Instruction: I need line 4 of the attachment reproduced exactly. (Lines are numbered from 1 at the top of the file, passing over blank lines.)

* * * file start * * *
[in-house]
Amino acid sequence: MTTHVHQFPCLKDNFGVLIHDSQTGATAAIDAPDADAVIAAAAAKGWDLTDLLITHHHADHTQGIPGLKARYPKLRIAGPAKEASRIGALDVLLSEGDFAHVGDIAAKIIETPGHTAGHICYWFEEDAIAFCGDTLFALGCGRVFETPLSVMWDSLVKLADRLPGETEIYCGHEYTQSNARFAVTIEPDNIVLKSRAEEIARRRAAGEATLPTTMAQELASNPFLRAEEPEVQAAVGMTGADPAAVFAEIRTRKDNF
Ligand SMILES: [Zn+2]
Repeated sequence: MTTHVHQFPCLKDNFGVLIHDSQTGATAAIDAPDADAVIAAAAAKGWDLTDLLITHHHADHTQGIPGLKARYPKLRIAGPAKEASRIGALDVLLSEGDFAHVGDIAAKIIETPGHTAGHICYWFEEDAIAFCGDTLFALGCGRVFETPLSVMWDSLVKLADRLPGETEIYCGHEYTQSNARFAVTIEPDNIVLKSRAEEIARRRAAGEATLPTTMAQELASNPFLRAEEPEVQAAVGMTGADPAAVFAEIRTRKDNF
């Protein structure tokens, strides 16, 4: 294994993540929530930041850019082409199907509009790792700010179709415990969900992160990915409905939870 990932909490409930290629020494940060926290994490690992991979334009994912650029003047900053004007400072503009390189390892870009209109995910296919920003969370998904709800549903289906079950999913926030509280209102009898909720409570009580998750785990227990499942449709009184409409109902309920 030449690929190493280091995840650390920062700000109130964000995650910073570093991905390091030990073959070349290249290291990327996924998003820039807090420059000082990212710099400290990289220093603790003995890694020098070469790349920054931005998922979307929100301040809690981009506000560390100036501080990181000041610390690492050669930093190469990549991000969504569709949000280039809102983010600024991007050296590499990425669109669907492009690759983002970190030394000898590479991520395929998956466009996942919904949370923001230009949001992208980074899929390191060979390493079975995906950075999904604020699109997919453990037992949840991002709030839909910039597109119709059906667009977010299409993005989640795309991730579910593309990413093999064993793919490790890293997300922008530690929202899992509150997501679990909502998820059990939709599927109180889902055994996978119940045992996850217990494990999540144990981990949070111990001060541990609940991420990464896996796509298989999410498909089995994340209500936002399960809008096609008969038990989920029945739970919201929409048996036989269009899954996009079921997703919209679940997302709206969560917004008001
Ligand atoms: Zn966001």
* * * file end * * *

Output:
Repeated sequence: MTTHVHQFPCLKDNFGVLIHDSQTGATAAIDAPDADAVIAAAAAKGWDLTDLLITHHHADHTQGIPGLKARYPKLRIAGPAKEASRIGALDVLLSEGDFAHVGDIAAKIIETPGHTAGHICYWFEEDAIAFCGDTLFALGCGRVFETPLSVMWDSLVKLADRLPGETEIYCGHEYTQSNARFAVTIEPDNIVLKSRAEEIARRRAAGEATLPTTMAQELASNPFLRAEEPEVQAAVGMTGADPAAVFAEIRTRKDNF